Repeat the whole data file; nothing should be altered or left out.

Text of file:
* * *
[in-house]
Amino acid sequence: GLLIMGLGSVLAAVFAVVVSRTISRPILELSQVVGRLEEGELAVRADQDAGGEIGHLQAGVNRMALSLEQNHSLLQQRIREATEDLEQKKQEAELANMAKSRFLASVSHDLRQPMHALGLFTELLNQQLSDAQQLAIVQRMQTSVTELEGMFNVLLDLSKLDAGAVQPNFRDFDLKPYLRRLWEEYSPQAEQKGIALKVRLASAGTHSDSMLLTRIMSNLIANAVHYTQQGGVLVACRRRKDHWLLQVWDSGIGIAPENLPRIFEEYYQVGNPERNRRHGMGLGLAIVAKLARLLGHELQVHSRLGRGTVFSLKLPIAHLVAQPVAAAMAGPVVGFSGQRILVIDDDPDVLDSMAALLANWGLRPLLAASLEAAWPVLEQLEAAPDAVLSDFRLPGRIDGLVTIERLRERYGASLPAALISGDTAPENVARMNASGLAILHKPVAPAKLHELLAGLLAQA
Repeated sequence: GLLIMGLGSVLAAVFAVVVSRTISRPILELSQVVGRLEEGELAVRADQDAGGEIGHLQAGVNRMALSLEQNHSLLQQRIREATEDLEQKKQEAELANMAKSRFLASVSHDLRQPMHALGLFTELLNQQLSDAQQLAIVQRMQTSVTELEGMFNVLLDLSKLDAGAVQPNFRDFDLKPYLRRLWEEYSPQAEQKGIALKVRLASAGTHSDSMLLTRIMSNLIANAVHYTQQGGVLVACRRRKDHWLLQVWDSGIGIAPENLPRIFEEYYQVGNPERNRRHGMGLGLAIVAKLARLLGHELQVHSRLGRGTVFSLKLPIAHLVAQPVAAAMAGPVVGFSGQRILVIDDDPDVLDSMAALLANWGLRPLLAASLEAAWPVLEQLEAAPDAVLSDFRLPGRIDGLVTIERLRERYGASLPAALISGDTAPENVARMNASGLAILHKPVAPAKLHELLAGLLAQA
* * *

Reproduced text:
[in-house]
Amino acid sequence: GLLIMGLGSVLAAVFAVVVSRTISRPILELSQVVGRLEEGELAVRADQDAGGEIGHLQAGVNRMALSLEQNHSLLQQRIREATEDLEQKKQEAELANMAKSRFLASVSHDLRQPMHALGLFTELLNQQLSDAQQLAIVQRMQTSVTELEGMFNVLLDLSKLDAGAVQPNFRDFDLKPYLRRLWEEYSPQAEQKGIALKVRLASAGTHSDSMLLTRIMSNLIANAVHYTQQGGVLVACRRRKDHWLLQVWDSGIGIAPENLPRIFEEYYQVGNPERNRRHGMGLGLAIVAKLARLLGHELQVHSRLGRGTVFSLKLPIAHLVAQPVAAAMAGPVVGFSGQRILVIDDDPDVLDSMAALLANWGLRPLLAASLEAAWPVLEQLEAAPDAVLSDFRLPGRIDGLVTIERLRERYGASLPAALISGDTAPENVARMNASGLAILHKPVAPAKLHELLAGLLAQA
Repeated sequence: GLLIMGLGSVLAAVFAVVVSRTISRPILELSQVVGRLEEGELAVRADQDAGGEIGHLQAGVNRMALSLEQNHSLLQQRIREATEDLEQKKQEAELANMAKSRFLASVSHDLRQPMHALGLFTELLNQQLSDAQQLAIVQRMQTSVTELEGMFNVLLDLSKLDAGAVQPNFRDFDLKPYLRRLWEEYSPQAEQKGIALKVRLASAGTHSDSMLLTRIMSNLIANAVHYTQQGGVLVACRRRKDHWLLQVWDSGIGIAPENLPRIFEEYYQVGNPERNRRHGMGLGLAIVAKLARLLGHELQVHSRLGRGTVFSLKLPIAHLVAQPVAAAMAGPVVGFSGQRILVIDDDPDVLDSMAALLANWGLRPLLAASLEAAWPVLEQLEAAPDAVLSDFRLPGRIDGLVTIERLRERYGASLPAALISGDTAPENVARMNASGLAILHKPVAPAKLHELLAGLLAQA